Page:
These beans mean business and better nutrition for farmers and consumers in Cambodia and Lao PDR.
Enterprising vegetable growers demonstrate skills and knowledge gained through two WorldVeg projects.
The Vietnam Academy of Agricultural Sciences (VAAS) organized a field day on integrated pest management (IPM) under WorldVeg’s Attraction in Action project, funded by BMZ/GIZ.
On 17 March 2017, Thomas Dubois, Regional Director, WorldVeg Eastern and Southern Africa Tanzania, and Henry Wainwright, managing director and founder of RealIPM, signed a hosting agreement that will see both organizations work closer together to combat pests and diseases through biological control.
Forty-four farmers including 20 women from Phaxang, Nadao, Phatang and Soksay villages gathered at Phaxang village in Kasi district of Vientiane Province, Lao PDR on 6 December 2016 to see the effectiveness of integrated pest management (IPM) strategies based on biopesticides on yard-long bean and vegetable brassicas. -- MORE --
This project designs alternative options for insect pest management and will set the stage for partners to promote and popularize these options.
Insect pheromones can be used to monitor, mass-trap, and/or disrupt the mating process of insect pests. Such traps are highly effective in reducing the damage and yield losses caused by monophagous insects such as eggplant fruit and shoot borer (Leucinodes orbonalis), as demonstrated in the Indo-Gangetic Plains of South Asia by the World Vegetable Center.
Effects of botanical extracts and formulations against fruit fly, fruit and pod borers on tomato and yard-long bean.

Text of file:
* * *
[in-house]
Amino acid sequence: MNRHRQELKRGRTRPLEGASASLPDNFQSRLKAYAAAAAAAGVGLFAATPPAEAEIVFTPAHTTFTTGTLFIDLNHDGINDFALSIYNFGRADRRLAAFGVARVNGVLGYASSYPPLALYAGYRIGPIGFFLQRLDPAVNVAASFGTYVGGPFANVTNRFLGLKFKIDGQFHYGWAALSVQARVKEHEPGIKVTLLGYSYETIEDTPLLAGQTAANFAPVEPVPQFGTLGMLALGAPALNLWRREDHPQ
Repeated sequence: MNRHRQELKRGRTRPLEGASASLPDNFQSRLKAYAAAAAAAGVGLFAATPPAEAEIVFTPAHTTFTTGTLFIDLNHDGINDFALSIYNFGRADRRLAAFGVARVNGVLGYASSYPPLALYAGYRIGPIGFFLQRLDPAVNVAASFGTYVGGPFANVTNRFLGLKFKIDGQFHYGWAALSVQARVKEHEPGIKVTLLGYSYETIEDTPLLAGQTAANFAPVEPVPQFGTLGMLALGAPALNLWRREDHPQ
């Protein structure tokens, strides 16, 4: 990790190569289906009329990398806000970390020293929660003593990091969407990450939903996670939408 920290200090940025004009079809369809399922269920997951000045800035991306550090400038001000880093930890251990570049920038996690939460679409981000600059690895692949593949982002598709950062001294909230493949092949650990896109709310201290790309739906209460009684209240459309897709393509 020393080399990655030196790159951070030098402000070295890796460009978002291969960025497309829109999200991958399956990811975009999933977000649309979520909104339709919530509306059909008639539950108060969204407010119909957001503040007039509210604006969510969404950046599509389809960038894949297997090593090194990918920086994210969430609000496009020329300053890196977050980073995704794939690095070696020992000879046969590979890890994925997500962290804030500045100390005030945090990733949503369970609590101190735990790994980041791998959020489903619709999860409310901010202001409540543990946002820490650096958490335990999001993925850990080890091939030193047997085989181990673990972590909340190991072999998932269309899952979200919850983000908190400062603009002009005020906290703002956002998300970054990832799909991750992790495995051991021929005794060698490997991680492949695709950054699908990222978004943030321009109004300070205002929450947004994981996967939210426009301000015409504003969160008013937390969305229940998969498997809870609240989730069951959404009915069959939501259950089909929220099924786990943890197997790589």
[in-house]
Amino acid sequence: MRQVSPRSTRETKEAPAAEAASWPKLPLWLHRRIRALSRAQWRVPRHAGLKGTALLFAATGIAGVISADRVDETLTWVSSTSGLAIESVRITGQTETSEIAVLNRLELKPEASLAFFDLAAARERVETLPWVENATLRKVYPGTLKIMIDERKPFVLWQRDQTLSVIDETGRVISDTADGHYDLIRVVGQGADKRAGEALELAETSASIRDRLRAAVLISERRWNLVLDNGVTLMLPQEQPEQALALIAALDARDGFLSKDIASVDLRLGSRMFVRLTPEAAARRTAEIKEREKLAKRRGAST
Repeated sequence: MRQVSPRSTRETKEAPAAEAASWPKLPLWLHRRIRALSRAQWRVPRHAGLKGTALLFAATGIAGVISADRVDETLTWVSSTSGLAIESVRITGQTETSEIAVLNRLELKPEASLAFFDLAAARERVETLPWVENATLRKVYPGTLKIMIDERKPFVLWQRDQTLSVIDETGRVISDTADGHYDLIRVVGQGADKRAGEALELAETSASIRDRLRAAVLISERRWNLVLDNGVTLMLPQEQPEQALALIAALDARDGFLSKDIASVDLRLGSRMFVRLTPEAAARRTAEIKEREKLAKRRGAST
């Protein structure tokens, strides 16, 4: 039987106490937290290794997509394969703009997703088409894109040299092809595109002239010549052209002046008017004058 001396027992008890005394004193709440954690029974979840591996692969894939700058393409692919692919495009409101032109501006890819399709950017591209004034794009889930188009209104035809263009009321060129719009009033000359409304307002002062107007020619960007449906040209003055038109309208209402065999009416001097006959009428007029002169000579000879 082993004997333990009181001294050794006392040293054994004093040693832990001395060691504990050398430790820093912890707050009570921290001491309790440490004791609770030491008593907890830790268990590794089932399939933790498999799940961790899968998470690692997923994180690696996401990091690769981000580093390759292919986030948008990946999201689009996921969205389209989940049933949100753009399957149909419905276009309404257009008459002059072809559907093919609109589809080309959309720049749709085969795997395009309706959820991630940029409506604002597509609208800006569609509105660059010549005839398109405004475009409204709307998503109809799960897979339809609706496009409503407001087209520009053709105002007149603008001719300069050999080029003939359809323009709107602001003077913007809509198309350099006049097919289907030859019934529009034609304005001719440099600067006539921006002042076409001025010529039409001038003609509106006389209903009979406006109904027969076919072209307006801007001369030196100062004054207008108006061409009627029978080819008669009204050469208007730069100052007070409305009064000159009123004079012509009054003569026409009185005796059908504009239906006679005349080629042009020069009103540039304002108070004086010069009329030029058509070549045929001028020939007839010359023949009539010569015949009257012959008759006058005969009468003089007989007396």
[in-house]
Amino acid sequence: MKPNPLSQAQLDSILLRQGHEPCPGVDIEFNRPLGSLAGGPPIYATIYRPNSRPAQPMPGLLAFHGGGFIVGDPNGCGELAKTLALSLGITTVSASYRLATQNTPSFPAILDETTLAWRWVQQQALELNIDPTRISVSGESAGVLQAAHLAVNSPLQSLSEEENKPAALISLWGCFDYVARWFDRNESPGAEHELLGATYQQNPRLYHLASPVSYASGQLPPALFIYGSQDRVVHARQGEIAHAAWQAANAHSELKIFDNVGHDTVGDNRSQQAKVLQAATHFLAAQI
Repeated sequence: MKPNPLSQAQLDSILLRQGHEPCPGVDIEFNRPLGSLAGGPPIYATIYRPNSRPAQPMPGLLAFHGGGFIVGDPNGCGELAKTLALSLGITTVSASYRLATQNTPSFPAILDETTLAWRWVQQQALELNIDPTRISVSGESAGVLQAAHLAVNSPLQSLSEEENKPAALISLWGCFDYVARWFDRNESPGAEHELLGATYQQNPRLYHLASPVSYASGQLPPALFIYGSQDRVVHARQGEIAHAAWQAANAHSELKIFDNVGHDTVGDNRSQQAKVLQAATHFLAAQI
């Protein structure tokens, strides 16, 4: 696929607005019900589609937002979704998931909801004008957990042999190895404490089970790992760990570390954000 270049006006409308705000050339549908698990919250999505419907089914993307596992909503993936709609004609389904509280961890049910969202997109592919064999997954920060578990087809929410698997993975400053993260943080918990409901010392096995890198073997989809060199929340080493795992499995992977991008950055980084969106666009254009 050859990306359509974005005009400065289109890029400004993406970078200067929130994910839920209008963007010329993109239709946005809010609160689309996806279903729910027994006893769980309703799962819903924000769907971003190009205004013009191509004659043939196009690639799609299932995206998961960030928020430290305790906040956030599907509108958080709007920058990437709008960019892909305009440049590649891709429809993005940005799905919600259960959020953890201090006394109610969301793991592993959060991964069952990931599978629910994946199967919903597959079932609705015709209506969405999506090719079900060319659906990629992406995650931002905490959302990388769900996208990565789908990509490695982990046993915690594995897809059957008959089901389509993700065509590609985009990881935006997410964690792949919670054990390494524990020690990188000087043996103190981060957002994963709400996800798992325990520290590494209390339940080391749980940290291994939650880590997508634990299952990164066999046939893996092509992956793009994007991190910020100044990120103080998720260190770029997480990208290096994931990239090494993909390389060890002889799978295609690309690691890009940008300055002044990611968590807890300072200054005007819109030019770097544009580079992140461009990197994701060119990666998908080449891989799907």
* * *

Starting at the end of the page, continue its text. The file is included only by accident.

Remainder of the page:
Seed kernel extracts of China berry (Melia azedarach) against oriental fruit fly (Bactrocera dorsalis) and tomato fruit borer (Helicoverpa armigera), and commercial neem formulations containing azadirachtin (Biofree-I® and Thai neem 111®) against the legume pod borer (Maruca vitrata) were tested in Taiwan and Thailand to confirm their effects on oviposition, feeding, growth and development. Various extracts from M. azedarach seed kernels significantly reduced the oviposition of B. dorsalis and the efficacy was similar to Biofree-I®. The green drupe and dry seed kernel extracts of M. azedarach substantially increased larval mortality, and reduced successful pupation, pupal weight, adult emergence, fecundity and egg hatch of H. armigera larvae. Commercial neem formulations exhibited adverse morphogenic effects on various biological parameters of M. vitrata, but they did not reduce oviposition and egg hatch. M. azedarach extracts and commercial neem formulations can be employed together for the sustainable management of B. dorsalis, H. armigera and M. vitrata.
This study aims to identify challenges as well as entry points for governments in Southeast Asia and elsewhere to reduce the risk from agricultural pesticides by comparing levels of pesticide use, pesticide regulation, and farm-level practices in Cambodia, Laos, Thailand and Vietnam. We identified three main challenges to pesticide risk reduction: (a) the rapid expansion of pesticide tradein terms of total volume, number of products and number of selling points, combined with a weak regulatory and enforcement capacity; (b) a high level of satisfaction among farmers with pesticides combined with low levels of risk awareness, lack of technical know-how about integrated pest management (IPM), andgeneral unavailability of biocontrol agents; and (c) no regular monitoring of pesticide risk, which makes it difficult for legislators, regulators, farmers and consumers to make rational decisions. The study highlights several examples countries can emulate, including the introduction of a pesticide tax inVietnam, the pesticide registration system in Thailand, regular training of pesticide retailers in Thailand and Vietnam, and product certification.
Land use intensification, commercialization and changes in pest management of smallholder upland agriculture in Thailand.
Greater investment is needed in the development of integrated pest management in the long-term, and health problems may be reduced in the short-term by raising awareness among farmers regarding the risks they are exposing themselves to, as well as by promoting good agricultural practices.